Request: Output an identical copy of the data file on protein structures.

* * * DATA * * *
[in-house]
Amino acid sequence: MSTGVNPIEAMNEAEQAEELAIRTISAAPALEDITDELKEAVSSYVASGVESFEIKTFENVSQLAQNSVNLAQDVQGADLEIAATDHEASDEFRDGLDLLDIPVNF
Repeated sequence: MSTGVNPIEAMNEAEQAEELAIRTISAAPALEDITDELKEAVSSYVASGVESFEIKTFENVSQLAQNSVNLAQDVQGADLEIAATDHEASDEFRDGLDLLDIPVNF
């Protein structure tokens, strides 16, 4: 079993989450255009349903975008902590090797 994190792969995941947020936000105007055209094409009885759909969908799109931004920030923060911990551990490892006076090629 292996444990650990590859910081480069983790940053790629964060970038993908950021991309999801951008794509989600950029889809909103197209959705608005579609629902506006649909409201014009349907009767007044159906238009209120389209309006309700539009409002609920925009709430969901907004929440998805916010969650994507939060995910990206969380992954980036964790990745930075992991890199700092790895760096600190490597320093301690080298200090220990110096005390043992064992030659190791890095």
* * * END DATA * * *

[in-house]
Amino acid sequence: MSTGVNPIEAMNEAEQAEELAIRTISAAPALEDITDELKEAVSSYVASGVESFEIKTFENVSQLAQNSVNLAQDVQGADLEIAATDHEASDEFRDGLDLLDIPVNF
Repeated sequence: MSTGVNPIEAMNEAEQAEELAIRTISAAPALEDITDELKEAVSSYVASGVESFEIKTFENVSQLAQNSVNLAQDVQGADLEIAATDHEASDEFRDGLDLLDIPVNF
């Protein structure tokens, strides 16, 4: 079993989450255009349903975008902590090797 994190792969995941947020936000105007055209094409009885759909969908799109931004920030923060911990551990490892006076090629 292996444990650990590859910081480069983790940053790629964060970038993908950021991309999801951008794509989600950029889809909103197209959705608005579609629902506006649909409201014009349907009767007044159906238009209120389209309006309700539009409002609920925009709430969901907004929440998805916010969650994507939060995910990206969380992954980036964790990745930075992991890199700092790895760096600190490597320093301690080298200090220990110096005390043992064992030659190791890095």